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Remembering the RAF in Sheffield and South Yorkshire as centenary arrives

A Meteor, left, and Vampire at RAF Norton in 1955.
A Meteor, left, and Vampire at RAF Norton in 1955.
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The 100th anniversary of the Royal Air Force is putting the spotlight on the role Sheffield and South Yorkshire has played defending Britain in the skies.

Tomorrow - April 1 - marks a century since King George V authorised the creation of the new military branch in recognition of the growing importance of air power in warfare.

Air Vice-Marshall W.E. Theak, Air Officer Commanding 90 Group Inspection, RAF Norton, in 1953.

Air Vice-Marshall W.E. Theak, Air Officer Commanding 90 Group Inspection, RAF Norton, in 1953.

And the force once had a high-profile presence locally.

In Sheffield, there was RAF Norton, which started as No 16 Balloon Training Centre in 1939 with three squadrons of barrage balloons to fend off attacks. The base, spread across 155 acres, is remembered for the Spitfire that was posted at the main gates.

At its height it had 400 airmen but when the flag was finally lowered on January 29, 1965, there were just 15 officers and men left. The land off Norton Avenue was once earmarked for a third big hospital, to complement the Royal Hallamshire and Northern General, but has been used since 2014 for driving lessons.

Meanwhile, passengers catching flights today from Doncaster Sheffield Airport are treading on the former site of RAF Finningley. The first airfield was built there in 1915, and RAF squadrons arrived in 1936. The first craft to land at the station were three Vickers Vimy biplanes.

The history of the RAF.

The history of the RAF.

Throughout World War Two and the Cold War, it was the front line bomber command base, and also acted as a centre for training pilots and crew. The Vulcan nuclear bombers famously flew from Finningley, but in 1996 the facility was closed by the Ministry of Defence as part of defence cuts. Peel Holdings bought the land and turned it into a commercial airport - the first of its kind for over 50 years - that launched in 2005.

Commemorations will happen this year in the county. In Doncaster, a concert is taking place on October 10 at the Cast Theatre with the Band of the RAF College, while on June 30 a special service is to be held at the war memorial on Market Street in Penistone. Nationally, RAF 100 events will include a flagship parade and flypast in London on July 10, and a baton relay which starts tomorrow, visiting 100 notable sites in as many days. A countrywide aircraft tour is also stopping in Manchester city centre on September 15 and 16.

The RAF's formation followed a review of British air power in response to the German deployment of long-range Gotha Aircraft during World War One, which were capable of striking the British Isles.

The Royal Naval Air Service and the Royal Flying Corps merged together on April 1, 1918, creating the world’s first independent air force. On that day, Bristol F.2B fighters of the 22nd Squadron carried out the newly-established force's first official mission.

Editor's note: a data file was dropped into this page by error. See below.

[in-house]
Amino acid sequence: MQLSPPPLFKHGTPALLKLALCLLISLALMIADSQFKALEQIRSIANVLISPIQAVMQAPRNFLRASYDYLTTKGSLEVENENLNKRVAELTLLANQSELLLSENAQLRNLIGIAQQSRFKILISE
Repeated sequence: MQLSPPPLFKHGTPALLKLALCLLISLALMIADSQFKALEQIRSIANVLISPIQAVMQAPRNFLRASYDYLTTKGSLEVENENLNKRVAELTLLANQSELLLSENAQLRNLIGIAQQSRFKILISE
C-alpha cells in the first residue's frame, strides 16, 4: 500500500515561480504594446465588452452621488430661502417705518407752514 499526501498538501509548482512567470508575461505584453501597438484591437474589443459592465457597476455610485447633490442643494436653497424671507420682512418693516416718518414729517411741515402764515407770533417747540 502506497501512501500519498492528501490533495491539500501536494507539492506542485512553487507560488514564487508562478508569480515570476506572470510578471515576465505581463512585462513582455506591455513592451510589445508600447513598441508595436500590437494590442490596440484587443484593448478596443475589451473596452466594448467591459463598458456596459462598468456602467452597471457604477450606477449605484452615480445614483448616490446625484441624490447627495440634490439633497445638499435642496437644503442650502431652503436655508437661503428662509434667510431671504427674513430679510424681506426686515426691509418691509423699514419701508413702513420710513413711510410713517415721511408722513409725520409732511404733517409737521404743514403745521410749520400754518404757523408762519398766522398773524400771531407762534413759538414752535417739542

The Vulcan XH558 at RAF Finningley, now Doncaster Sheffield Airport, in 1965.

The Vulcan XH558 at RAF Finningley, now Doncaster Sheffield Airport, in 1965.

By the end of the conflict, in November 1918, the Royal Air Force had established air superiority on the western front. During the post-war period the RAF's 22,000 planes had dwindled to an operational strength of 2,000 by 1939, but the outbreak of World War Two saw the RAF again called into action to defend Europe.

Its finest hour came during the Battle of Britain, when the pilots of the RAF, in the cockpits of Supermarine Spitfires and Hawker Hurricane fighters, successfully repelled the superior numbers of the Luftwaffe, causing the German command to delay the invasion of Britain indefinitely.

When hostilities ceased in 1945 there were nearly one million active RAF personnel, a number which has stabilised and gradually reduced over the years as the British armed forces have sought to keep pace with changes in modern warfare.

The modern day organisation has 34,034 active personnel, including 1,143 reservists, and the Spitfires and Hurricanes have been replaced with Eurofighter Typhoons and F35 Lightning Jets.

An aerial view of RAF Norton in the mid-1950s.

An aerial view of RAF Norton in the mid-1950s.

A campaign - the RAF100 Appeal - has been instigated by charities to support the force's veterans and serving members.

Speaking last year, chief of the air staff, Air Chief Marshal Sir Stephen Hillier, said: “Our first 100 years of excellence is down to the remarkable dedication and achievements of the men and women of the Royal Air Force. Together with our nationwide set of public events and education initiatives, the appeal will help to ensure that we have a legacy which will take us beyond 2018 and long into our second century."

Visit raf100appeal.org to find out more.

Spitfire PK 724 at Norton in the 1950s.

Spitfire PK 724 at Norton in the 1950s.

Saluting the flag, lowered for the last time at RAF Norton in 1965.

Saluting the flag, lowered for the last time at RAF Norton in 1965.